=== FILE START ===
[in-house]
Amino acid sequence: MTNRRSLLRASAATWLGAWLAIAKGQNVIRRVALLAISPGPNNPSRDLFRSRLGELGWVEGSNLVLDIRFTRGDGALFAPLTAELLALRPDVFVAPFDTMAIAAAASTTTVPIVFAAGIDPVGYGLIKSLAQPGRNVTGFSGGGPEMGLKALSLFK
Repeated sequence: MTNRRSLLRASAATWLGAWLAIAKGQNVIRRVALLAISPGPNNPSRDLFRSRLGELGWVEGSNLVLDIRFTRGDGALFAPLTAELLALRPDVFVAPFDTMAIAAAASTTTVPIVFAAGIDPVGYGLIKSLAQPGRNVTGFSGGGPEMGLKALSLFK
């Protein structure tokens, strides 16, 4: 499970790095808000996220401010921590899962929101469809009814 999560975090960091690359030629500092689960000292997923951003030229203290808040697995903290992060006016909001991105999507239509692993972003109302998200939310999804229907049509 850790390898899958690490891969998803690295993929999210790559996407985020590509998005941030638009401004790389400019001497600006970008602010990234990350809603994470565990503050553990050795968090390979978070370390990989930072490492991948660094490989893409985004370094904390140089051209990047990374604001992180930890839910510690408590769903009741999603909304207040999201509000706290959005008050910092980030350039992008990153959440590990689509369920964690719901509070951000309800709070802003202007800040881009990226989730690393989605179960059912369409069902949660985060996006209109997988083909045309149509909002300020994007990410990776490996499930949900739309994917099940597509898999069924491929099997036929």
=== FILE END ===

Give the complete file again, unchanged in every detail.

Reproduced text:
[in-house]
Amino acid sequence: MTNRRSLLRASAATWLGAWLAIAKGQNVIRRVALLAISPGPNNPSRDLFRSRLGELGWVEGSNLVLDIRFTRGDGALFAPLTAELLALRPDVFVAPFDTMAIAAAASTTTVPIVFAAGIDPVGYGLIKSLAQPGRNVTGFSGGGPEMGLKALSLFK
Repeated sequence: MTNRRSLLRASAATWLGAWLAIAKGQNVIRRVALLAISPGPNNPSRDLFRSRLGELGWVEGSNLVLDIRFTRGDGALFAPLTAELLALRPDVFVAPFDTMAIAAAASTTTVPIVFAAGIDPVGYGLIKSLAQPGRNVTGFSGGGPEMGLKALSLFK
């Protein structure tokens, strides 16, 4: 499970790095808000996220401010921590899962929101469809009814 999560975090960091690359030629500092689960000292997923951003030229203290808040697995903290992060006016909001991105999507239509692993972003109302998200939310999804229907049509 850790390898899958690490891969998803690295993929999210790559996407985020590509998005941030638009401004790389400019001497600006970008602010990234990350809603994470565990503050553990050795968090390979978070370390990989930072490492991948660094490989893409985004370094904390140089051209990047990374604001992180930890839910510690408590769903009741999603909304207040999201509000706290959005008050910092980030350039992008990153959440590990689509369920964690719901509070951000309800709070802003202007800040881009990226989730690393989605179960059912369409069902949660985060996006209109997988083909045309149509909002300020994007990410990776490996499930949900739309994917099940597509898999069924491929099997036929």